Posted by: rcottrill | July 2, 2018

I Won’t Have to Cross Jordan Alone

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Words: Charles E. Durham (b. _____, 1893; d. _____, 1972); Thomas H Ramsey (b. _____, 1905; d. _____1997)
Music: Durham and Ramsey (see note below)

Links:
Wordwise Hymns
The Cyber Hymnal (none)
Hymnary.org

Note: This song was published in 1934, and recorded by Johnny Cash and other gospel artists. Durham was a postman who also wrote gospel songs. He published his first one in 1912. He later became friends with Virgil Stamps, a great promoter of southern gospel music, and Durham dedicated this one to Mr. Stamps. There seems to be some uncertainty as to the involvement of Thomas Ramsey. Did they write words and music cooperatively? It’s unclear.

T he famed motto of the U.S. Postal Service says:

“Neither snow, nor rain, nor heat, nor gloom of night stays these couriers from the swift completion of their appointed rounds.”

The saying is not new. It paraphrases what was said by Herodotus of messengers some twenty-five centuries ago. Even so, it remains true. And, in spite of occasional complaints, most of us greatly appreciate the dependable delivery of the mail.

The job isn’t without its challenges. One of the most notorious perils in door-to-door delivery is from family pets. According to American statistics, though they try to protect themselves by carrying everything from dog biscuits to pepper spray, about three thousand mail carriers are bitten by dogs during the course of a year.

But far more importantly there’s a danger these public servants have to deal with that’s common to us all. It has to do with our eternal destiny. The Bible says, “What man can live and not see death?” (Ps. 89:48). And death is the great dividing line. “It is appointed for men to die once, but after this the judgment” (Heb. 9:27).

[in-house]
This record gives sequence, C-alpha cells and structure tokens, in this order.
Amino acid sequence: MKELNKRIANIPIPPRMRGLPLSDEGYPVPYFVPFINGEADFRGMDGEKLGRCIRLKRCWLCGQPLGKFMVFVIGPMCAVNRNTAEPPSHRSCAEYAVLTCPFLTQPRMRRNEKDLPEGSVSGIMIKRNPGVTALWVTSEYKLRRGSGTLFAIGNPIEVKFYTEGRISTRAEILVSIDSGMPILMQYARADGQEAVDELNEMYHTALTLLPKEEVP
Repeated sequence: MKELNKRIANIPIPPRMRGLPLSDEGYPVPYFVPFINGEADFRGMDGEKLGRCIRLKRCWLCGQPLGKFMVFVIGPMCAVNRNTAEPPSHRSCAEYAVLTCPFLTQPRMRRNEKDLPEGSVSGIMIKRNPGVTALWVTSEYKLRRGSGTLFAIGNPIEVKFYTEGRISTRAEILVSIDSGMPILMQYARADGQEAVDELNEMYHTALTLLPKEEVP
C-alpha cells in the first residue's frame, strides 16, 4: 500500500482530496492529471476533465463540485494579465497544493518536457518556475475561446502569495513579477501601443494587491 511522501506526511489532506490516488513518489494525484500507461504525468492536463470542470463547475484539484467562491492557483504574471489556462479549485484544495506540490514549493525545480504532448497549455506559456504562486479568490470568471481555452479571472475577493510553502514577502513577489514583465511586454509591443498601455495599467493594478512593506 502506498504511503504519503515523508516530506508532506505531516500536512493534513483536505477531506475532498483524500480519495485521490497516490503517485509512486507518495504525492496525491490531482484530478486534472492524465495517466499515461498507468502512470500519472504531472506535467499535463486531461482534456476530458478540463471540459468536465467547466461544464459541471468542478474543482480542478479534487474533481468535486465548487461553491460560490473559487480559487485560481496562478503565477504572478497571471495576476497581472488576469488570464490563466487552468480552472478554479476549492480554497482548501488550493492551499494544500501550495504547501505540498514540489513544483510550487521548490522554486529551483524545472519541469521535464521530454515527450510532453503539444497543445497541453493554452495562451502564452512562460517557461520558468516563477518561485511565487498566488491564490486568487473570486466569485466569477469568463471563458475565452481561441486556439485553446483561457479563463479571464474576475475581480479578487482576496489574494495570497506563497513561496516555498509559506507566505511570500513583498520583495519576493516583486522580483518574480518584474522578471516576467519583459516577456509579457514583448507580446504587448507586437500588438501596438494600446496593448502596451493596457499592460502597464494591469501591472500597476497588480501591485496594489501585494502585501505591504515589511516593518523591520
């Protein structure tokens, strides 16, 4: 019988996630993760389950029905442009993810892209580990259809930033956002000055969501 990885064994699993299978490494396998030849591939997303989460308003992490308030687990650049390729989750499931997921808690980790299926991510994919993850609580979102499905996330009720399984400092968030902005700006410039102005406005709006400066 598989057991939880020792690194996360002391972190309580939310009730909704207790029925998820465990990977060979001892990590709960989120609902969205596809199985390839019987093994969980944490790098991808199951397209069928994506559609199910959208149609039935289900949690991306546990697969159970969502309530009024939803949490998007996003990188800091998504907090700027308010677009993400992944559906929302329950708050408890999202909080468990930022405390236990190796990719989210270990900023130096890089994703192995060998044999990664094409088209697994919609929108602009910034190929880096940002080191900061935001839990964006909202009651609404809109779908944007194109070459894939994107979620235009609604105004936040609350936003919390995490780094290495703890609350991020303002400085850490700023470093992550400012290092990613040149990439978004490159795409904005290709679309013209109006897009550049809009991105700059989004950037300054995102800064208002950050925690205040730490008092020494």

We are to prepare now for the end of life because, after death, our eternal destiny is sealed. In eternity God will declare, “He who is unjust, let him be unjust still, he who is filthy, let him be filthy still; he who is righteous, let him be righteous still; he who is holy, let him be holy still” (Rev. 22:11).

Two possible destinies are described in the Word of God. Some will be resurrected “to everlasting life, some to shame and everlasting contempt” (Dan. 12:2). There is “the resurrection of life, and…the resurrection of condemnation” (Jn. 5:29).

It’s faith in God’s provision for our salvation that makes the difference. The words of John 3:16 make it clear: “For God so loved the world that He gave His only begotten Son, that whoever believes in Him should not perish [come to eternal ruin] but have everlasting life.”

Christ declared, “No one comes to the Father except through Me” (Jn. 14:6). “I am the resurrection and the life. He who believes in Me, though he may die [physically], he shall live [eternally]” (Jn. 11:25).

“He who believes in Him is not condemned; but he who does not believe is condemned already, because he has not believed in the name of the only begotten Son of God” (Jn. 3:18).

One particular postman who believed that was Charles Durham. Durham delivered mail in rural Texas, in the early years of the twentieth century. And he took paper and pencil each day on his route, in case a sudden inspiration came to him for a new hymn. He eventually wrote over a hundred of them in that way, later publishing song books, and going on to organize gospel quartets.

Durham’s song uses the Jordan River as a symbol of death. It’s not a perfect analogy, since Canaan (the Promised Land) is not a perfect image of heaven. It was full of enemies, and there were battles for the Israelites to fight there. Nevertheless, the Jordan River figures prominently in biblical history, and has become a symbol of death, and dying to what is past.

The postman’s song was his testimony of faith in Christ, and the assurance that the Lord would carry him safely through “the valley of the shadow of death” (Ps. 23:4).

1) When I come to the river at ending of day,
When the last winds of sorrow have blown;
There’ll be Somebody waiting to show me the way,
I won’t have to cross Jordan alone.

I won’t have to cross Jordan alone,
Jesus died all my sins to atone;
When the darkness I see, He’ll be waiting for me,
I won’t have to cross Jordan alone.

3) Though the billows of sorrow and trouble may sweep,
Christ the Saviour still cares for his own;
Till the end of my journey, my soul he will keep,
And I won’t have to cross Jordan alone.

Questions:
1) What are some ways in which Israel in Egypt and then in Canaan picture the condition of the sinner and the saved individual?

2) With this in mind, what does crossing the Jordan picture (cf. Gal. 2:20)?

Links:
Wordwise Hymns
The Cyber Hymnal (none)
Hymnary.org


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